All four of Australia’s big banks have tightened lending for foreign buyers over the past months, some blaming increased regulatory requirements. Under the Basel III banking reforms, banks will face higher capital requirements on loans reliant on foreign income.
Highly elevated house prices and paltry rents in Australia means rental income is often insufficient to service the loan. Hence, banks require extra income to service the loan and obtaining this top-up income from foreign sources can pose additional risks in an increasingly challenging economic environment.
Martin North from Digital Finance Analytics adds, “In addition, if house prices were to slide, overseas investors might be more willing to cut and run, and we also know that some investors from China are finding it harder to get funds out of the country.”
A recent distressed property report from SQM Research found there are some 27,000 “distressed” properties for sale in Australia. The most concentrated area for distressed properties is the Gold Coast, Queensland, where banks are being forced to sell homes after being unable to contact the borrower.
The Commonwealth Bank of Australia (CBA) no longer provides loans to self employed applicants who use foreign income to service the loan. Temporary residents must now earn their income within Australia and be paid in Australian dollars. They can only obtain a loan with a maximum loan-value ratio (LVR) of 70 per cent, down from 80 per cent.
Westpac, including St George Bank, Bank of Melbourne and BankSA have ceased lending to non-residents, temporary visa holders and borrowers using foreign, self-employed income to service loans. It has also reduced the LVR for loans serviced with foreign income to 70 per cent, down from 80 per cent.
NAB reduced its maximum LVR from 80 per cent down to 70 per cent for foreign applicants, but continues to lend on a case by case basis.
ANZ will no longer accept loans serviced with 100 per cent foreign income and now has a maximum LVR of 70 per cent applying to these loans.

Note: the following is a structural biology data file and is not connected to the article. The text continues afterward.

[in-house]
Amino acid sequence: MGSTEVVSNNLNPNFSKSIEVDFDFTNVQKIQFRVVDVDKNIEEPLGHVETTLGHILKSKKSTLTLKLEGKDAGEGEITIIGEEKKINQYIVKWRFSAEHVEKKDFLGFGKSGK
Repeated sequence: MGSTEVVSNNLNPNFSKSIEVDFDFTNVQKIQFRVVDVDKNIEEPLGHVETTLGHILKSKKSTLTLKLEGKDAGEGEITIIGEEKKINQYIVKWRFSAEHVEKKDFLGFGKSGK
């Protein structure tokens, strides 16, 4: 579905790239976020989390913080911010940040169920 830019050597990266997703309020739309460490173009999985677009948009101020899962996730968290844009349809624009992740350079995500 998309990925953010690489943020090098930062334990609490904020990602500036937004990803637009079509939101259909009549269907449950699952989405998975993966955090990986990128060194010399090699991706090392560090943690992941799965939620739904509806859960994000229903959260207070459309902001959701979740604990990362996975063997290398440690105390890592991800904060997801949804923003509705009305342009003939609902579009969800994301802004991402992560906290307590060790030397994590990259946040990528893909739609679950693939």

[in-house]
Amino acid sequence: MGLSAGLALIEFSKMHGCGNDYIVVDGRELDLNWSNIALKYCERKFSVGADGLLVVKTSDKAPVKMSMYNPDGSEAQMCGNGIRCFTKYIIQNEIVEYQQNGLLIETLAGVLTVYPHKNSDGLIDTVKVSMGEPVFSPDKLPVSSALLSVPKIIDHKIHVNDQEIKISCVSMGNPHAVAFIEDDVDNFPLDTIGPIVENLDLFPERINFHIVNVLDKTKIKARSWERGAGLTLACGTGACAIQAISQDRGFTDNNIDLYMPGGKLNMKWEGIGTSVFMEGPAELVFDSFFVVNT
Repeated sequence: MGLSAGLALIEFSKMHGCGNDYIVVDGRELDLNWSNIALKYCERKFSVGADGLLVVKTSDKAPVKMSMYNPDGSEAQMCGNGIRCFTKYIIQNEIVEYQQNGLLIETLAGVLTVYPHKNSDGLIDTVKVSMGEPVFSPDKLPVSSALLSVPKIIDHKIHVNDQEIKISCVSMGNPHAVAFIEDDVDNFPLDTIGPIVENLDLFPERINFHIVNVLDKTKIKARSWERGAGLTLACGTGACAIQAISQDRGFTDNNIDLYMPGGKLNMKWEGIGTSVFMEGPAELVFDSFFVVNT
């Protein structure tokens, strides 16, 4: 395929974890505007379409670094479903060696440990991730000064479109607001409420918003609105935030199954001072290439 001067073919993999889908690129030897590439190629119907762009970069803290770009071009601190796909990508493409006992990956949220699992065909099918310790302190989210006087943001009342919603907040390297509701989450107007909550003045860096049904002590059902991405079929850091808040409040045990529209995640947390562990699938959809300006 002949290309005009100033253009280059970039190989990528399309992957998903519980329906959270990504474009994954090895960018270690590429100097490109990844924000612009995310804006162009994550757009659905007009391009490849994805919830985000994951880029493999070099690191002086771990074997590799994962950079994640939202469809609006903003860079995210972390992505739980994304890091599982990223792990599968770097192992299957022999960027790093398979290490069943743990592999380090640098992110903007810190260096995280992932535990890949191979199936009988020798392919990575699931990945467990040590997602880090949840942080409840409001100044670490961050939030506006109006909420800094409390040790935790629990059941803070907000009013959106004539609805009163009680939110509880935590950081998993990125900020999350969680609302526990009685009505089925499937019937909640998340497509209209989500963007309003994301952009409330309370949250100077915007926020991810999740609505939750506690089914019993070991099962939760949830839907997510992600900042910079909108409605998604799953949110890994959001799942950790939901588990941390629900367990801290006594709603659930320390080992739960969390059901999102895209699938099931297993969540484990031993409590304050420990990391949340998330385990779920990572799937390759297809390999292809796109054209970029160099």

Of the big four, the ANZ has been the most transparent indicating as early last month that many foreign loans were missing critical information. Later in the month, it was reported ANZ had retracted the approval on approximately 90 loans after the parties were unable to provide supportive documentation for their sources of foreign income. It was understood at the time, some borrowers were being paid by obscure and often non-existent offshore companies. ANZ has an extensive network of retail and business banking contacts across Asia and had no record of these companies.
The truth may have finally come out yesterday, when it was disclosed ANZ and Westpac banks have approved hundreds of loans supported by fraudulent foreign income documentation.
The banks have blamed dodgy mortgage brokers for the fraud, reporting the cases to the regulators and police.
Westpac continues to say “the primary driver of our decision was the changes in capital and funding requirements.”
» ANZ, Westpac hit by hundreds of Chinese home loan frauds – The Australian Financial Review, 9th May 2016.
» ANZ Bank’s clampdown sees home loan approvals retracted – The AFR, 28th April 2016.
» Australian Lenders Are Clamping Down on Foreign Buying of Homes – Bloomberg, 27th April 2016.
» Westpac stops lending to foreign property investors – The Sydney Morning Herald, 27th April 2016.
» ANZ Banking Group cracks down on dubious offshore mortgage funding from Asia – The Australian Financial Review, 5th April 2016.